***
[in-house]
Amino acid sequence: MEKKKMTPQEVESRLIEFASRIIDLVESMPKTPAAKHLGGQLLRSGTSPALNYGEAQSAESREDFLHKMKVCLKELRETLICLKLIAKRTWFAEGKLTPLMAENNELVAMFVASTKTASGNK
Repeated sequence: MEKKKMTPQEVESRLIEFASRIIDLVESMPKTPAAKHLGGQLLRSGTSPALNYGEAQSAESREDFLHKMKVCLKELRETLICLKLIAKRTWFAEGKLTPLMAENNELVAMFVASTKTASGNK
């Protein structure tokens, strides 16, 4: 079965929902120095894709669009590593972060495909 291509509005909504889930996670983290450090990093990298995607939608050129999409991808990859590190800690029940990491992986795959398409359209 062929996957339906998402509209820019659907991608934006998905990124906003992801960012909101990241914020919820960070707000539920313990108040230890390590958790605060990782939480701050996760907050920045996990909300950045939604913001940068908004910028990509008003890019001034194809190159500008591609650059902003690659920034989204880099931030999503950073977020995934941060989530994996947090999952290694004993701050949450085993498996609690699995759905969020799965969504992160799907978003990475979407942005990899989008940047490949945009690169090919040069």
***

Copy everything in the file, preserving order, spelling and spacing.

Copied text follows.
[in-house]
Amino acid sequence: MEKKKMTPQEVESRLIEFASRIIDLVESMPKTPAAKHLGGQLLRSGTSPALNYGEAQSAESREDFLHKMKVCLKELRETLICLKLIAKRTWFAEGKLTPLMAENNELVAMFVASTKTASGNK
Repeated sequence: MEKKKMTPQEVESRLIEFASRIIDLVESMPKTPAAKHLGGQLLRSGTSPALNYGEAQSAESREDFLHKMKVCLKELRETLICLKLIAKRTWFAEGKLTPLMAENNELVAMFVASTKTASGNK
């Protein structure tokens, strides 16, 4: 079965929902120095894709669009590593972060495909 291509509005909504889930996670983290450090990093990298995607939608050129999409991808990859590190800690029940990491992986795959398409359209 062929996957339906998402509209820019659907991608934006998905990124906003992801960012909101990241914020919820960070707000539920313990108040230890390590958790605060990782939480701050996760907050920045996990909300950045939604913001940068908004910028990509008003890019001034194809190159500008591609650059902003690659920034989204880099931030999503950073977020995934941060989530994996947090999952290694004993701050949450085993498996609690699995759905969020799965969504992160799907978003990475979407942005990899989008940047490949945009690169090919040069």